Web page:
Astrov, the doctor, calls to attend the retired Professor Serebryakov, who complained all night of pains in his legs. To the doctor’s annoyance, the professor leaves for a long walk with his wife, Yelena, and his daughter, Sonya. Astrov tells the old nurse, Marina, that he is so overworked he feels a hundred years old. He also feels that, having worked with weak, discontented people for years, he became as strange as they. Caring for nothing and no one, he wonders if people living a hundred years hence will remember men like him who struggled to beat out the road for them.
Marina explains that the professor completely changed the routine of the house, so that everyone waits on him and routine work is fitted in where possible. Ivan Voynitsky enviously describes the fortunate life the professor has. The professor lives on the estate of his first wife, whose mother dotes on his every word. He is retired now and writing as he pleases; he has a new and beautiful young wife to cater to him. It is, however, Ivan, Sonya’s Uncle Vanya, who blindly follows his mother’s ideals and makes the estate a splendidly productive place that can supply all the professor’s needs. Only recently did Ivan realize how selfish the professor is. Ivan tells his mother that he can no longer bear to hear of the pamphlets that were her life for the last fifty years.
When the professor comes in, he immediately excuses himself to return to his writing. Yelena, apologizing to the doctor, says that her husband is well again. Both Ivan and the doctor admire her extravagantly, and the doctor invites her and Sonya to come to his estate to see his trees. A crank on the subject of trees, the doctor wants to restore the countryside to its state before the peasants indiscriminately cut down the forests. Yelena realizes Sonya is attracted to the doctor. Yelena is bored with everything, even Ivan’s love for her.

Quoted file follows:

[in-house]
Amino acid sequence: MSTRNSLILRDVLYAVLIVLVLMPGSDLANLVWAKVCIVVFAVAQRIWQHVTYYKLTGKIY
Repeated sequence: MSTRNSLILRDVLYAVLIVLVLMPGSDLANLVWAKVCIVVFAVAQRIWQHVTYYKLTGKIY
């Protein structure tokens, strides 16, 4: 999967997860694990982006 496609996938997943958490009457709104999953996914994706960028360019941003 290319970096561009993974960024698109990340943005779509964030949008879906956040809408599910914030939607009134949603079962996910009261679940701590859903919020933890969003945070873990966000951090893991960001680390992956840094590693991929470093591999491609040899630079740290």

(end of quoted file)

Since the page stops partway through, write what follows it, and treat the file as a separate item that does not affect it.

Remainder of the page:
When the professor again complains of pains in his legs, he keeps his wife awake for two nights. Believing that he earned the right to be disagreeable and tyrannical at his age, and feeling that he is in a vault with stupid people who make foolish conversation, he refuses to see the doctor he summoned. He begs not to be left with Ivan, who will talk him to death. Only Marina seems to be able to handle him; she leads him away so that the others can rest.
Yelena asks Ivan to try to reconcile everyone. When Ivan declares his love to her again, she leaves him. Ivan realizes he could have fallen in love with her ten years before and might even have married her if he had not been wrapped up in the ideal of fulfilling the professor’s wishes. He feels cheated in the realization that the retired professor is a nonentity.
Ivan and the doctor continue the drinking they start while the doctor waits to see the professor. Sonya asks them both to stop, Ivan because he is living on illusions, the doctor because she does not want him to destroy himself. She tries to tell him obliquely that she loves him, but he feels that his reactions are blunted. He will never be able to love anyone, though Yelena might be able to turn his head.
Yelena and Sonya effect a reconciliation when Yelena explains that she married Sonya’s father in the belief that she loved him, only to find she was in love with an ideal. Having lost that illusion, she finds herself very unhappy. Sonya, glad to make friends with her, is happy about everything; she speaks at last to the doctor, even if he does not understand her.
While waiting for the hour at which the professor asks all the family to join him, Yelena complains of being bored. Sonya suggests that she help on the estate. When Yelena declines all suggestions, Ivan tells her she is too indolent to do anything. To make matters worse, her indolence is catching, for he stopped work to follow her, as did Sonya and the doctor, who used to come once a month but now comes daily. Since Yelena seems to have mermaid blood in her veins, he says, she should let...
(The entire section is 2,361 words.)